Last Thursday evening the small upstairs dining room of The Local Taphouse in Melbourne contained a diverse mix people. The gathering included beer industry types, commercial brewers, home brewers, beer ‘geeks’, locals and the beer curious. Some had even travelled from Sydney for this beer focused event. One thing that all the attendees did have in common was their gender.
This was the Melbourne Chapter launch of Barley’s Angels – a group of likeminded females who had come together to share their mutual appreciation for beer.
Barley’s Angels is a worldwide movement born out of the Pink Boots Society, a professional organisation for women who work in the beer industry. As an off-shoot division, the goal of the “Angels” is to spread the beer love amongst women, to educate and to encourage women to drink more quality beer. The organiser of the Australian branch of Barley’s Angels, Kirrily Waldhorn (better known by her moniker “The Beer Diva”) pointed out that 51% of the population are of the female persuasion. Therefore, females are the dominant gender, yet only 10% of all beer consumed is done so by the ladies.
Opening the event, Kirrily described this Melbourne launch as ‘Barley’s Angels on speed’. It was a truncated version of the recent Sydney launch due to the decision to hold the first Melbourne Barley’s Angels during the inaugural Good Beer Week festivities. Time constraints and logistics saw the launch wedged into both a shorter timeslot and a smaller room. Not an ideal scenario for the Barley’s Angels concept, yet it provided the event with a sense of cosiness and frenetic pace. It also did not allow for much discussion between the participants. Nonetheless, as it is only the first step on what Kirrily hopes will be an amazing journey for all, future meetings will no doubt offer a more relaxed pace and ample opportunity for further discussion and socialising.
The evening’s tasting session began with something out of the ordinary, a sour beer. The Oude Geuze is a blend of old and young lambic and is therefore fruity but slightly sour with a dry finish. It was perfectly paired with the soft cheese and fresh radish on crusty bread, as is traditional with this variety of beer. Oude Geuze is a complex brew that some may find challenging at first, but provided a refreshing start to the tasting.
One benefit of rushing the Melbourne launch to coincide with Good Beer Week was the opportunity to have a special international guest, albeit a male one. Allowing a man in the room may have broken the B.A rules, but that was quite fitting because the beers this man brews are all about rule breaking. The Angels were lucky enough to have James Watt from Scottish brewery BrewDog to take them through a few of his ‘beer for punks’. Contrary to the ‘punk’ label it is obvious that James cares a great deal about his product and beer in general.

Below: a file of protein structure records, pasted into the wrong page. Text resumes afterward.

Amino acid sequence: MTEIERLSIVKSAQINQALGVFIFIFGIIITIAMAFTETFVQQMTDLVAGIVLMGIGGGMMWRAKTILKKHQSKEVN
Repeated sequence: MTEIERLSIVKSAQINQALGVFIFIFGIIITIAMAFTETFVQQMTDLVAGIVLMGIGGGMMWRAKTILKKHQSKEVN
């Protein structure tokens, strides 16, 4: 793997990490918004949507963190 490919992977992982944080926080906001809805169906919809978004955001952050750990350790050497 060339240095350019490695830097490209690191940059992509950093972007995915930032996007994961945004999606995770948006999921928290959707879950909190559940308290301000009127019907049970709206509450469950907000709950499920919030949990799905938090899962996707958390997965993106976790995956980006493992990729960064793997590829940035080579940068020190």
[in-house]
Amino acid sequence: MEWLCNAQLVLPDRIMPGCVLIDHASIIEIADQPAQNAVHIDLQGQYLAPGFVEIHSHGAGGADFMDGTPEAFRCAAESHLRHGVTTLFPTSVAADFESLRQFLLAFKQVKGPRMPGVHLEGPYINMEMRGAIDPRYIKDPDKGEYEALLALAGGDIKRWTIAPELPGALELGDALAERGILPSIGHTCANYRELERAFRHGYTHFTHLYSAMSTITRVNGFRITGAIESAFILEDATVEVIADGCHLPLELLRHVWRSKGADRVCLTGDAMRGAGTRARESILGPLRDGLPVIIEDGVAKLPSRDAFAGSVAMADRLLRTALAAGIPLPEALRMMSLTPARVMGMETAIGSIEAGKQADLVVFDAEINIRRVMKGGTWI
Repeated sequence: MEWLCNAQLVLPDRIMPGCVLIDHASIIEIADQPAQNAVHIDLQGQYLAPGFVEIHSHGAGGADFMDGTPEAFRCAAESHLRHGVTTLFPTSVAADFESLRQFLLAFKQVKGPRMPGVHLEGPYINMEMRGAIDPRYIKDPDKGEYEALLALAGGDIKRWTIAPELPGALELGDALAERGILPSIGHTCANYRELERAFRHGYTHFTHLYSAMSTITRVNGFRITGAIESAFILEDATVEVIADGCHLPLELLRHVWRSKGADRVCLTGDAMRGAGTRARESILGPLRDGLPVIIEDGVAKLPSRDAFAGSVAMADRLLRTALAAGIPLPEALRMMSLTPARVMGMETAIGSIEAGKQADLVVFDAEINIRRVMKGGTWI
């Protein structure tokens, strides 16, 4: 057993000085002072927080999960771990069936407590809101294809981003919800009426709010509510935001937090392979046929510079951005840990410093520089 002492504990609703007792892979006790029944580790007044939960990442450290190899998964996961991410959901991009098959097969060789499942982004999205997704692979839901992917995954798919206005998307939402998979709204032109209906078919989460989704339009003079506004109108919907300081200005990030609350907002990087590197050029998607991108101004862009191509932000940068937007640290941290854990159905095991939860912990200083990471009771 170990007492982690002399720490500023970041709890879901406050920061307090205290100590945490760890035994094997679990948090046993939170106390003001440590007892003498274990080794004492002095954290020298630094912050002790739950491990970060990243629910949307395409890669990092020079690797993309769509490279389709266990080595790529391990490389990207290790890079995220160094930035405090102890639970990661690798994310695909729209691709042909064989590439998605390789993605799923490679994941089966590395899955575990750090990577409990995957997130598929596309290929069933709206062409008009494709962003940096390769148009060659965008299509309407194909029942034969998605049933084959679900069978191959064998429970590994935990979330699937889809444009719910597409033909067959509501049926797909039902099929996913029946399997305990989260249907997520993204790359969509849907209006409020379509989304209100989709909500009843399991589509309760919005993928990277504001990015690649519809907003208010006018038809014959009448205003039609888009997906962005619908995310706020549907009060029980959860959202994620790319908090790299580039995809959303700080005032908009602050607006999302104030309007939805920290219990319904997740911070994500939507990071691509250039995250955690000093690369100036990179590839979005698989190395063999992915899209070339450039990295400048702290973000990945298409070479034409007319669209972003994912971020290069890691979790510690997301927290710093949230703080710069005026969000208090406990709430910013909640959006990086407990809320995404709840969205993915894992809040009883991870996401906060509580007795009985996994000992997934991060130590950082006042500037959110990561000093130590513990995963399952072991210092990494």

He shared with the Angels his very specific method for tasting beer. Despite the time restrictions there was no rushing the process for experiencing a beer the BrewDog way. It’s all politeness too, starting by greeting the beer, asking how it is before taking that first sip and ensuring it touches every part of the tongue to get the full experience of the flavour. Participants were encouraged to mimic the process (and the Scottish accent) with a BrewDog Punk IPA.
Next beer to say ‘hello’ to was the BrewDog 5am Saint. According to Watt, there is no story behind the name but the BrewDogs are open to any good suggestions. This beer is an amber ale, so slightly thicker with a more malt-driven flavour. It matched incredibly well with a delicious chicken liver pate and caramelised onions, the sweetness in the onion complimenting the subtle sweetness of the brew.
Between beers, the group were treated to some of James’ colourful stories about beer, art and taxidermy, questionable competition entries and conning banks into loaning money to start a brewery. He was also asked the appropriate question about Scottish women and their thoughts on beer. His response indicated that that much like in Australia there is the perception that Scottish women don’t drink beer. Looks like some stereotypes are universal, but Barley’s Angels aims to challenge those perceptions all around the world.
Next we met Trashy Blonde – that’s a beer, by the way, not a personal comment on anyone – which was paired with a prosciutto and sundried tomato pastry. This would seem to be going somewhat backwards at most beer tastings, but our punk brewer explained that he chooses to end on this brew for the palate cleansing properties. It certainly worked in that respect and set us up nicely for the last course.
It was at this point that James left and returned the reins to the capable hands of the Beer Diva. She ended the night by pairing a chocolate truffle with the Moon Dog (yes, another dog brewery) Cock-Socking Ball-Knocking Chipotle Stout, which had also been passed through the Local Taphouse’s Funky Brewster (hops infuser) filled with chipotle chillies and cascade hops. This was quite a treat. There are a few chilli flavoured beers out there, but the spice can often be overpowering. It was well balanced, with just a pleasant amount of burn at the end. Moon Dog are new on the Australian beer scene, but the beers they have released so far have been consistently interesting and well made.
The hour ended and this new team of Angels felt the meeting was over far too quickly. However, there was enough enjoyment to ensure it won’t be the last we see of the Melbourne Barley’s Angels. In fact, the brevity of this first meeting has whet the appetites of the Angels for more of the same. It was a tantalising taste of what the future holds for the beer-loving women of Melbourne. Hopefully there won’t be too long to wait.